This project is now archived, due to Raptor Engineering Releases Kestrel, The “First Open-HDL/Open Firmware BMC”, which I read on 2021 Feb 09. I cannot risk legal action from Raptor Engineering, especially considering how much our respective projects overlap. — Samuel A. Falvo II, 2021 Feb 09

  • No back doors. No hardware locks or encryption. Open hardware means you can completely understand the hardware.
  • No memberships in expensive special interest groups or trade organizations required to contribute peripherals.
  • No fear of bricking your computer trying to install the OS of your choice. Bootstrap process is fully disclosed.
  • Designed to empower and encourage the owner to learn about and even tweak the software and the hardware for their own benefit.
  • No mass storage or operating system? Hack around in the built-in, ROM-resident programming language environment.
  • Built on 64-bit RISC-V-compatible processor technology.
  • Compatible with Digilent Nexys-2 FPGA development board.

The Kestrel project is all about freedom of computing and the freedom of learning using a completely open hardware and software design.

Also check out the other Kestrel blog, at

Latest Posts

(ATOM Feed)

01 Feb 2018
On ELF, Part 2
29 Jan 2018
On ELF, Part 1
22 Nov 2017
Thawing Kestrels: Rebooting the Dream
07 Mar 2017
Winter for Kestrels: Shutting Down a Dream
31 Jan 2017
Kestrel-3 leans towards mainframes, I/O channels
28 Dec 2016
Discovering Memory Address Windows Without Device Trees
06 Dec 2016
Modular Firmware
16 Jun 2016
CGIA Update: Video Serialization
11 May 2016
Instead of CGIA, Go With a Super-VDP Instead?
01 Apr 2016
Announcing Kestrel-4
29 Mar 2016
VIBE 2.2
09 Feb 2016
EDOS: Event Driven Operating System
13 Dec 2015
Lessons Learned #4: Flat Namespaces
10 Dec 2015
Lessons Learned #3: Garbage Collection
09 Dec 2015
Lessons Learned #2: Records
08 Dec 2015
Lessons Learned #1: Syntax Matters
11 Oct 2015
Event-Driven Kernel for Kestrel-3
15 Sep 2015
The BSPL Compiler
13 Aug 2015
How PatientIO Came To Be
12 Aug 2015
Some History and a GUI Code Walkthrough
04 Aug 2015
On Object Hierarchies
04 Aug 2015
Bring Back GCOM?
27 Jul 2015
Towards a performant, scalable, and consistent I/O subsystem for the Kestrel-3
07 Jul 2015
RapidIO, RetroForth, and RISC-V Update
14 Jun 2015
Stepwise Refinement of an Event-Driven Forth Interpreter Part 3: Multiplication
20 May 2015
Stepwise Refinement of an Event-Driven Forth Interpreter Part 2: Basic Correctness Checks
17 May 2015
Stepwise Refinement of an Event-Driven Forth Interpreter
19 Apr 2015
Kestrel-3 User's Guide Available Now
18 Apr 2015
Event-Driven Forth and its Implications
11 Mar 2015
Why Not Machine Forth for the RISC-V Platform?
24 Feb 2015
STS V2: Evented or Not?
14 Feb 2015
Using the One-Pass RISC-V Assembler
04 Jan 2015
I'm So Very Sorry
31 Dec 2014
Prototype 2-Pass Assembler Works!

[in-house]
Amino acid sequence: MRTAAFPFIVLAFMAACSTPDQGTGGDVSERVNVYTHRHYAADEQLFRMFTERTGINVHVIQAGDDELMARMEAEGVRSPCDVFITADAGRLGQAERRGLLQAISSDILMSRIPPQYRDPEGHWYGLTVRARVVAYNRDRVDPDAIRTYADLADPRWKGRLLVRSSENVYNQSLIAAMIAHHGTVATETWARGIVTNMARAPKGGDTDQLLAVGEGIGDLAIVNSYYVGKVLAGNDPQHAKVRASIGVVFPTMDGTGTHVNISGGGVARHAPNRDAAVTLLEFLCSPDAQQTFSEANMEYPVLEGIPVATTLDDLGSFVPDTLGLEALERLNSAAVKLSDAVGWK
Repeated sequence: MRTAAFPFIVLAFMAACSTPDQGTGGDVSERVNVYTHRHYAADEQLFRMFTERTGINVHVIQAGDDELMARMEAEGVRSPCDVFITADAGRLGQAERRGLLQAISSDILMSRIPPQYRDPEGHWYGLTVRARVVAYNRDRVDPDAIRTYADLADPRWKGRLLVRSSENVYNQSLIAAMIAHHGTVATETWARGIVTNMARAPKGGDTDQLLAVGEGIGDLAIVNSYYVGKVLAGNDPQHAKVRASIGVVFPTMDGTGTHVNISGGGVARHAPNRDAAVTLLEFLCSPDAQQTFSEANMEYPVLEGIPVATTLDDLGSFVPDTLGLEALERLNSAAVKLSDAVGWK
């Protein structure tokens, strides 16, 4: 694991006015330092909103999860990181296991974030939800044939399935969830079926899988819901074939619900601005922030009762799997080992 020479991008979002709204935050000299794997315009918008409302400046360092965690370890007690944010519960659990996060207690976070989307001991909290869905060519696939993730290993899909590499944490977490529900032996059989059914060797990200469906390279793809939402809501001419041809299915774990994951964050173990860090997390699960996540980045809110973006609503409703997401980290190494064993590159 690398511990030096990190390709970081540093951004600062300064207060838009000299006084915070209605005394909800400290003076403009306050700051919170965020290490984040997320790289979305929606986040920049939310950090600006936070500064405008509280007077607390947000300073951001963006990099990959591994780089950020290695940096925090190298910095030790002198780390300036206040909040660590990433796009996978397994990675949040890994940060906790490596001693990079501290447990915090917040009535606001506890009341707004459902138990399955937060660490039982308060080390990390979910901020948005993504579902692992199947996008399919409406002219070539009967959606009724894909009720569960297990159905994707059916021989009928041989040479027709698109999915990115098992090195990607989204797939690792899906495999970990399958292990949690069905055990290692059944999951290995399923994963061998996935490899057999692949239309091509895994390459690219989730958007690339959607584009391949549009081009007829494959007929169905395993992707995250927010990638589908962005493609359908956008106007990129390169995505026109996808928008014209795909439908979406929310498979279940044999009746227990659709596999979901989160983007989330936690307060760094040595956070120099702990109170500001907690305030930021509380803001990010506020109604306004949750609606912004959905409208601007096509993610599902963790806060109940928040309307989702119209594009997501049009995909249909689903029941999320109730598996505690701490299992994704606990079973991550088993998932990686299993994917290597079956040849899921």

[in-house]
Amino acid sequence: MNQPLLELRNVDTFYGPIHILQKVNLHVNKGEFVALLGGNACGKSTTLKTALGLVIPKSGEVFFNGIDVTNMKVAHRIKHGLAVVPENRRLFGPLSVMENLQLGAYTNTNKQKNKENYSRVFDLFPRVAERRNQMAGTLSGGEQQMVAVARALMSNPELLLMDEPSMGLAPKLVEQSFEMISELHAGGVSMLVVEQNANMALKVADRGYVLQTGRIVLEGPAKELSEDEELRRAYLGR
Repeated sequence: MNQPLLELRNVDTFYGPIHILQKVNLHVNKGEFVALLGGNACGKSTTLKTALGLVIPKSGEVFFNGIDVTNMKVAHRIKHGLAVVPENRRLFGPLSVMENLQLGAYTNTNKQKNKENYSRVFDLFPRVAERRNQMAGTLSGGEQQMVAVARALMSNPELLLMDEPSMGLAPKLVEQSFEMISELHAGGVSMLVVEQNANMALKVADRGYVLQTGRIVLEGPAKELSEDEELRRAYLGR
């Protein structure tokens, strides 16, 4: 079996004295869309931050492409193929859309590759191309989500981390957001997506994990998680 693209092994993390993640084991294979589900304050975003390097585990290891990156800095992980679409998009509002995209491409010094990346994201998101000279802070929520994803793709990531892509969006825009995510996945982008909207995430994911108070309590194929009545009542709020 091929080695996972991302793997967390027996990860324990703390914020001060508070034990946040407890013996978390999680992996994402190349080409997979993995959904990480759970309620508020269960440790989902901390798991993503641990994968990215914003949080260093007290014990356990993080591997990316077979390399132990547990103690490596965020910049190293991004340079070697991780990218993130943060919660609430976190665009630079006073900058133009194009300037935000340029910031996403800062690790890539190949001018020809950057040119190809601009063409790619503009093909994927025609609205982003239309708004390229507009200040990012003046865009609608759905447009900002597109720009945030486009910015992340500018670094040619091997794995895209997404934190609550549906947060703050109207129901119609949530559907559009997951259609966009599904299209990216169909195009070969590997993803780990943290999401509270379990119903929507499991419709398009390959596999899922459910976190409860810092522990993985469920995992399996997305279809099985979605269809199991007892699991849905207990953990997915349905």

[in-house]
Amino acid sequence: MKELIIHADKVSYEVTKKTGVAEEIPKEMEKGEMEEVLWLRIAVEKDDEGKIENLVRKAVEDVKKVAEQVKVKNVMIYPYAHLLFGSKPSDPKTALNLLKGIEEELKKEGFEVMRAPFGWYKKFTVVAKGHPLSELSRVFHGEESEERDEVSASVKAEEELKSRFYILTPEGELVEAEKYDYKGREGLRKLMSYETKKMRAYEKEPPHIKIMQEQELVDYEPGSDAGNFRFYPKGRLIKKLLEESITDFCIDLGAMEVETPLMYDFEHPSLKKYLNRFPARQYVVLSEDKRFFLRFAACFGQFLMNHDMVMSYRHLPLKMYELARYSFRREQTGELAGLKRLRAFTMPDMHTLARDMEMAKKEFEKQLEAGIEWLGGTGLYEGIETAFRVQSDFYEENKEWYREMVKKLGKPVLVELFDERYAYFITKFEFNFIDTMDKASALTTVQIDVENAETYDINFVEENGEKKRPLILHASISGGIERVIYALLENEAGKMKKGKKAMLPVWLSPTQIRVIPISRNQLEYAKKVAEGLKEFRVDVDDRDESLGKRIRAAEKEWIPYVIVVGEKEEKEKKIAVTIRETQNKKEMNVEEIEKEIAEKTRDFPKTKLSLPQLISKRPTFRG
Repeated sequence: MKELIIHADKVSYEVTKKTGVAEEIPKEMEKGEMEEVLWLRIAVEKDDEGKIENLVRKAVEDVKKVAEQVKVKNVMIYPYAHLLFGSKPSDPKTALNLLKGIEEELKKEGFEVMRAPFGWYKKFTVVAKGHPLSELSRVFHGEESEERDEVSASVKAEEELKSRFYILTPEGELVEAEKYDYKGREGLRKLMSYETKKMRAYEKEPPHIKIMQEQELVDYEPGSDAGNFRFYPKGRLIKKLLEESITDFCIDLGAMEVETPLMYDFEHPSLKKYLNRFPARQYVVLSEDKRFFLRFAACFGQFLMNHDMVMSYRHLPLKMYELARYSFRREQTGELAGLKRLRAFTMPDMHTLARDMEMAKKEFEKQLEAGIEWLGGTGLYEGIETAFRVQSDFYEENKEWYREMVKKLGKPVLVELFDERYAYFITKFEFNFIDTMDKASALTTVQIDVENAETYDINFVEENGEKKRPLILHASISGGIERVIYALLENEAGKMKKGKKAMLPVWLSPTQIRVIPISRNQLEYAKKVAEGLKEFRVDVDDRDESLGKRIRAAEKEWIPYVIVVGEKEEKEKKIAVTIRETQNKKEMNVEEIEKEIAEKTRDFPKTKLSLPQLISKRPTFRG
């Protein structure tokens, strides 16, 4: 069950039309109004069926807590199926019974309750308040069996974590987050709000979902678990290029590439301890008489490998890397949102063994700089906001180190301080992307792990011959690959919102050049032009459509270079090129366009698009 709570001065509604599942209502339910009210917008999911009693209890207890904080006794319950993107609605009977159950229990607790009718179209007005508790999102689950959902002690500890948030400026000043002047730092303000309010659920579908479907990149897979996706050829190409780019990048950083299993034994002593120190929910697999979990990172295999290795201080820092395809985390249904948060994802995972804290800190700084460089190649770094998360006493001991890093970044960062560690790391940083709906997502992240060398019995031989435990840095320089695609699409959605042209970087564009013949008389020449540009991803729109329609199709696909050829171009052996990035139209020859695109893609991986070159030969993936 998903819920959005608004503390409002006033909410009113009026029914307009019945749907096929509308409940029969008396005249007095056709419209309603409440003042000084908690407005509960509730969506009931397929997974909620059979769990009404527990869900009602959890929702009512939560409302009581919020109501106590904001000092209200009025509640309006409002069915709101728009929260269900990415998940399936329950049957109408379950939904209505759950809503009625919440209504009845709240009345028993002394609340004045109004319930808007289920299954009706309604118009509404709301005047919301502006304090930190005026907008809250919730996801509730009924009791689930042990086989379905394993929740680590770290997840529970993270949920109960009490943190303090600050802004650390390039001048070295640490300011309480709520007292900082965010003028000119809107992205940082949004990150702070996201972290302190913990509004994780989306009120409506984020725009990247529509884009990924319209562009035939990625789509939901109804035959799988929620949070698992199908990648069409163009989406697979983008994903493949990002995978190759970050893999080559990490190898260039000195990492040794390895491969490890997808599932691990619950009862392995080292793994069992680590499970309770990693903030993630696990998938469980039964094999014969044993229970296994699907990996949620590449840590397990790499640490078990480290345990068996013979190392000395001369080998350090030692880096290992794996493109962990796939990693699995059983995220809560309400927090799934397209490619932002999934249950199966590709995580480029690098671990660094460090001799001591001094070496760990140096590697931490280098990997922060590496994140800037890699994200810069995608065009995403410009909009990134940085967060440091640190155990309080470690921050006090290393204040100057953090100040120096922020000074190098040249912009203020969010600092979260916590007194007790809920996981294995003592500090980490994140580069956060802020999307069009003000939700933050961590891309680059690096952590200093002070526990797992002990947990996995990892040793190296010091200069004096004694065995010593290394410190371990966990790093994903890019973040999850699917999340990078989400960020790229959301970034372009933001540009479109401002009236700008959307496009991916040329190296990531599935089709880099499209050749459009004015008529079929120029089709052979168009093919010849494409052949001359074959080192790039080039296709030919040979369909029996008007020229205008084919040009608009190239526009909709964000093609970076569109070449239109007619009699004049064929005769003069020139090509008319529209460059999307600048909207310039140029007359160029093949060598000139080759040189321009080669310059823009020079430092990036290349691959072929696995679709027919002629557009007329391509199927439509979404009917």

25 Dec 2014
Kestrel Update: Emulators, Fake UARTs, and Memory Maps
07 Oct 2014
Kestrel Adopts RISC-V Instruction Set Architecture
06 Oct 2014
Kestrel Progress Report
08 Dec 2013
Programming Without Lambdas
19 Nov 2013
Of Shoulders and Giants --- Inspiration Behind Kestrel

Kestrel-3 User's Guide Available Now

With the recent progress made on the Kestrel-3 emulator, I've decided to start to maintain the Kestrel documentation as an integral part of the development process. Happily, the very first results of this is now available for viewing. Click here to review the user's guide on LeanPub now!



With each passing day, technically capable consumers of computing technology increasingly lose their rights with computer hardware. The successful deployment of UEFI in the market, with Microsoft controlling which operating systems receive a key that permits it to be booted, poses a potential threat to system- and application-software and hardware development freedom. While some look to prominent Linux suppliers as an escape from the Intel/Microsoft/Hollywood oligarchy, I have taken a different route -- I decided to build my own computer completely from scratch. My computer architecture is fully open; anyone can review the source, learn from, and hack it to suit their needs.

Featured: Towards a performant, scalable, and consistent I/O subsystem for the Kestrel-3

Today, I presented a tech-talk on what I'm currently thinking the Kestrel-3's I/O architecture should be. I'm calling the I/O implementation "PatientIO", as a pun on "RapidIO." For the purposes of this talk, PatientIO and RapidIO can be thought of identically. PatientIO differs from RapidIO only in how device enumeration happens, and on supported interconnect media; however, these topics are not covered.


Featured: Shoulders of Giants

The list below summarizes some of the most interesting ideas from each market or specific computer. Over time, as the Kestrel hardware and software evolves, you might see one or two of the ideas listed below shine through. Or, you might see something else all-together. This list cannot be considered exhaustive. Read more...